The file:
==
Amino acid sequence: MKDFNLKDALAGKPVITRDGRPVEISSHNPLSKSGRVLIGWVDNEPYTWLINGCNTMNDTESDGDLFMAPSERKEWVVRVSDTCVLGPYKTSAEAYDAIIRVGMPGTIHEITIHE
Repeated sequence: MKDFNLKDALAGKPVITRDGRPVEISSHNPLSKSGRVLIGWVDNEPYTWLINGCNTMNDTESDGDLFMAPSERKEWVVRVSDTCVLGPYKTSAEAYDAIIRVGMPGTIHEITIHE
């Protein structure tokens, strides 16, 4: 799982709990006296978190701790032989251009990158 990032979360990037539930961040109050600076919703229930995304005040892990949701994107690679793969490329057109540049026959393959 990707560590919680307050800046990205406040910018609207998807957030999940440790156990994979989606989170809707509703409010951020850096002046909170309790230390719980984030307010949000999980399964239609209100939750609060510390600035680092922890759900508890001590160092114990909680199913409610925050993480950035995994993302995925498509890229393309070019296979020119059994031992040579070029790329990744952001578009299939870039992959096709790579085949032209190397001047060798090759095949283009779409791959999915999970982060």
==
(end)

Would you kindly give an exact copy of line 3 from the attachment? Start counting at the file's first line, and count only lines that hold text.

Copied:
């Protein structure tokens, strides 16, 4: 799982709990006296978190701790032989251009990158 990032979360990037539930961040109050600076919703229930995304005040892990949701994107690679793969490329057109540049026959393959 990707560590919680307050800046990205406040910018609207998807957030999940440790156990994979989606989170809707509703409010951020850096002046909170309790230390719980984030307010949000999980399964239609209100939750609060510390600035680092922890759900508890001590160092114990909680199913409610925050993480950035995994993302995925498509890229393309070019296979020119059994031992040579070029790329990744952001578009299939870039992959096709790579085949032209190397001047060798090759095949283009779409791959999915999970982060």